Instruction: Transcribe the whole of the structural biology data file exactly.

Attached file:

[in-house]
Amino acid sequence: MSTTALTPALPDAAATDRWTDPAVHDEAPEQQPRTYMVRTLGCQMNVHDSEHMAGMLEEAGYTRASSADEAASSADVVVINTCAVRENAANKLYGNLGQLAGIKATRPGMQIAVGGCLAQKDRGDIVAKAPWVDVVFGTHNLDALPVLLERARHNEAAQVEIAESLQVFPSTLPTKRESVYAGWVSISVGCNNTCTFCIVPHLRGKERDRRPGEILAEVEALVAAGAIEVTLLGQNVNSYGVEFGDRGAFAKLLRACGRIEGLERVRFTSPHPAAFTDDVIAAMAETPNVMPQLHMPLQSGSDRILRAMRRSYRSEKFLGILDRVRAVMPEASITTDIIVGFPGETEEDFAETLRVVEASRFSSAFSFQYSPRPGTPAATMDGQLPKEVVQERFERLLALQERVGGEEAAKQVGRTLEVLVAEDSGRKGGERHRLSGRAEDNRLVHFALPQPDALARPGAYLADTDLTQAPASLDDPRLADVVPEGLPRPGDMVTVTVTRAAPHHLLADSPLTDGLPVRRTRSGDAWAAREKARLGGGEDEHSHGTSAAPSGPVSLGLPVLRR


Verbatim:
[in-house]
Amino acid sequence: MSTTALTPALPDAAATDRWTDPAVHDEAPEQQPRTYMVRTLGCQMNVHDSEHMAGMLEEAGYTRASSADEAASSADVVVINTCAVRENAANKLYGNLGQLAGIKATRPGMQIAVGGCLAQKDRGDIVAKAPWVDVVFGTHNLDALPVLLERARHNEAAQVEIAESLQVFPSTLPTKRESVYAGWVSISVGCNNTCTFCIVPHLRGKERDRRPGEILAEVEALVAAGAIEVTLLGQNVNSYGVEFGDRGAFAKLLRACGRIEGLERVRFTSPHPAAFTDDVIAAMAETPNVMPQLHMPLQSGSDRILRAMRRSYRSEKFLGILDRVRAVMPEASITTDIIVGFPGETEEDFAETLRVVEASRFSSAFSFQYSPRPGTPAATMDGQLPKEVVQERFERLLALQERVGGEEAAKQVGRTLEVLVAEDSGRKGGERHRLSGRAEDNRLVHFALPQPDALARPGAYLADTDLTQAPASLDDPRLADVVPEGLPRPGDMVTVTVTRAAPHHLLADSPLTDGLPVRRTRSGDAWAAREKARLGGGEDEHSHGTSAAPSGPVSLGLPVLRR